Becoming Jan Karski

September, 15 2014
Jan Karski at Georgetown University

© Rafael Suanes/Georgetown University

By Nadine Epstein

One of the lesser-known heroes of World War II was Jan Karski (1914-2000), an officer in the Polish Underground resistance who infiltrated the Warsaw Ghetto twice. Later, he posed as a Ukrainian guard at the Izbica transit camp where he witnessed Jews being herded onto trains to be sent to their deaths at Belzec, the extermination camp. His efforts to alert American and British leaders to the Nazis’ intention to annihilate the Jews fell on deaf ears. Although his 1944 book, Story of a Secret State, sold well, he was forgotten after World War II. Only decades later were his courageous actions recognized: In 1982 Yad Vashem awarded him the title of a Righteous Among the Nations, and in 2012, 12 years after his death, he was given a Presidential Medal of Freedom.

This past April, actor David Strathairn took on the role of Karski in a dramatic reading of Derek Goldman’s play, Remember This: Walking with Jan Karski, at Georgetown University in Washington, DC. Goldman, a Georgetown professor of theater and performance studies, reached out to Strathairn, a veteran of landmark films such as George Clooney’s 2005 Good Night, and Good Luck (he was nominated for an Academy Award for his performance as the iconic broadcaster Edward R. Murrow) and Steven Spielberg’s 2012 Lincoln (he played Secretary of State William Henry Seward). 

Strathairn was thrilled to take on the enigmatic Karski, who in the play is interviewed by his students. In late October, the actor will reprise the role at Theatre Imka in Warsaw in conjunction with the opening of that city’s new Museum of the History of Polish Jews. Moment editor Nadine Epstein talked with him about Karski’s significance and the challenge of embodying major historical figures. 

Why did you want to play Jan Karski?

Karski is an extraordinarily compelling figure in history. His life is so moving and heroic in such a quiet way. He’s part of an age-old tradition of whistleblowers, people who bear witness to events. He put himself in grave danger, and I believe saw it as his mission, his duty, what he was on Earth for. And then he came to the West and President Franklin D. Roosevelt sort of listened to him, but nothing really happened. Then he went to Supreme Court Justice Felix Frankfurter, and Frankfurter said, “I don’t believe you. I don’t mean to say that you’re lying, but I don’t believe that this could happen.”

What happened after that?

Karski taught at Georgetown University for about 40 years and never mentioned what had happened until filmmaker Claude Lanzmann found him and filmed him for Shoah. His colleagues and his students all those years at Georgetown had no idea. Just thinking of what it took for him to be silent for all those years, and why he was, boggles the mind. I can see that the response of the highest people in the land in the West made him think, “Well, I can do no more.” 

What did you learn about Karski from your research that surprised you?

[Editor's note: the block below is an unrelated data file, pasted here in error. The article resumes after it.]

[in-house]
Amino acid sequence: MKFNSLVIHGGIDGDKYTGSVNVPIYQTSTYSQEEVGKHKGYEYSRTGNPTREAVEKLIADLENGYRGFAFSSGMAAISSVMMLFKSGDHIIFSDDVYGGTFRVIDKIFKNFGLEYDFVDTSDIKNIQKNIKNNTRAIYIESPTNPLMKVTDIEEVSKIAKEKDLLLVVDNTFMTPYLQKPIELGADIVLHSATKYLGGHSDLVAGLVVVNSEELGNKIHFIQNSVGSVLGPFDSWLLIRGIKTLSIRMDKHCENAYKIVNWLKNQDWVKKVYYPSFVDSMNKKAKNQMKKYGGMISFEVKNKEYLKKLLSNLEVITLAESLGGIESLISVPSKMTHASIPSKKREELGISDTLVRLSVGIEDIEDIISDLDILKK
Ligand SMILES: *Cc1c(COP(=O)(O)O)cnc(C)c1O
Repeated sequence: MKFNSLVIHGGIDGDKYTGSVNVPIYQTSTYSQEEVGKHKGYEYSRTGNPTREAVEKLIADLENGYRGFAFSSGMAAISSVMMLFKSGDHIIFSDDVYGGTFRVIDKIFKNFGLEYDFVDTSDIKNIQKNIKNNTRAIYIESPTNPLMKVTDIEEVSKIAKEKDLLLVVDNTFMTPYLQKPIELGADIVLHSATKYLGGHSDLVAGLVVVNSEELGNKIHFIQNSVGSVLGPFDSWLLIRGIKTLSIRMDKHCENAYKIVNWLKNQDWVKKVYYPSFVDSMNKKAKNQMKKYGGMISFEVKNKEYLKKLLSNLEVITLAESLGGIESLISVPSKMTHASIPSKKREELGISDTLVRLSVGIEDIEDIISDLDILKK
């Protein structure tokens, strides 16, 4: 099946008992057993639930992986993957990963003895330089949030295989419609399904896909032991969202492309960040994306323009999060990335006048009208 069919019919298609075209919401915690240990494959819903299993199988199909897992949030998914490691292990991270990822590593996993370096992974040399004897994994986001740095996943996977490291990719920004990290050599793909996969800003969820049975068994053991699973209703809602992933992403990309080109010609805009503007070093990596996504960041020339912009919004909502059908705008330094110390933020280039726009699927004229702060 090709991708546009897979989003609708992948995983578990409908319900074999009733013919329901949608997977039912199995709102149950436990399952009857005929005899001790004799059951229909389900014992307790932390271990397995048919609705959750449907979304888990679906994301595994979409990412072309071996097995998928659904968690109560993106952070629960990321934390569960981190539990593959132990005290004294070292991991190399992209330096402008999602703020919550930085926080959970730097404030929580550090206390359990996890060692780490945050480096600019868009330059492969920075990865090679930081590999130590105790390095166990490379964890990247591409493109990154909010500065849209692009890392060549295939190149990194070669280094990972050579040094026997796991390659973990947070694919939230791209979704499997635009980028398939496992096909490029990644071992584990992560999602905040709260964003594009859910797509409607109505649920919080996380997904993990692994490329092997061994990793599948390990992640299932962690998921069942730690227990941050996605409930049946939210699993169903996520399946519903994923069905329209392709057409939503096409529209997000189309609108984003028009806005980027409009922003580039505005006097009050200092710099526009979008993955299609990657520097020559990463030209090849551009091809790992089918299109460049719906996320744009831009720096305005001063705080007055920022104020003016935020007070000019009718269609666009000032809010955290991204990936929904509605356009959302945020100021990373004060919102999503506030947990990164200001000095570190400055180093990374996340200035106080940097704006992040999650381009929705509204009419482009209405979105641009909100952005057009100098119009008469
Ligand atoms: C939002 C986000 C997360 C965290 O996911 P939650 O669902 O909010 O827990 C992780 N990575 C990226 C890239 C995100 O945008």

He said he was an insignificant little man and that it was his mission that was important. To think of him thinking of himself as an insignificant little man is an insight into who he was as a person. 

What was it like to play Karski?

It was an unbelievable privilege and an honor. It was also a bit intimidating, because whenever you are asked as an actor to give some kind of presence to an historical character, there’s so much responsibility attached to it. Not only to respect that person’s legacy, but to be respectful of who they were and try not to do anything more than say their words and be inside their spirit as much as you can. You don’t want to do any kind of revisionism or paint their portrait in a way that is not truthful to them. It’s a challenging and exciting process, but you always fall short.

How did you prepare for the role?

Fortunately there are videos of him, so I could try to get a reasonable facsimile of how he spoke. He was Polish, so I tried to get his sound. You can bring to the table what he was wearing, how he looked, how he carried himself—basically the impersonation. You’re trying to give an affectation of his presence that’s as respectful and as unadorned as possible. All that goes into creating a character, but when it comes to the person’s soul, their mind, their psyche, that’s like grasping and trying to hold on to fog. It’s there and it’s seemingly palpable. You think about it, but to actually grab onto it, that’s hard.

Throughout your career, you’ve played characters like Edward R. Murrow and William Henry Seward. Do you gravitate toward historical figures? 

I don’t gravitate toward them, but when they come your way it’s a real privilege. You’re lucky if you get asked to do them. Not only are they are a huge challenge to do, but you learn so much about that particular time in history and about great people.

How does one honor a man like Karski?

We need to keep his name alive by keeping his deeds alive in whatever way we can. There is a wonderful little adage that you’re never gone until the last person on Earth forgets your name. We are only as aware of ourselves as we are of our past.

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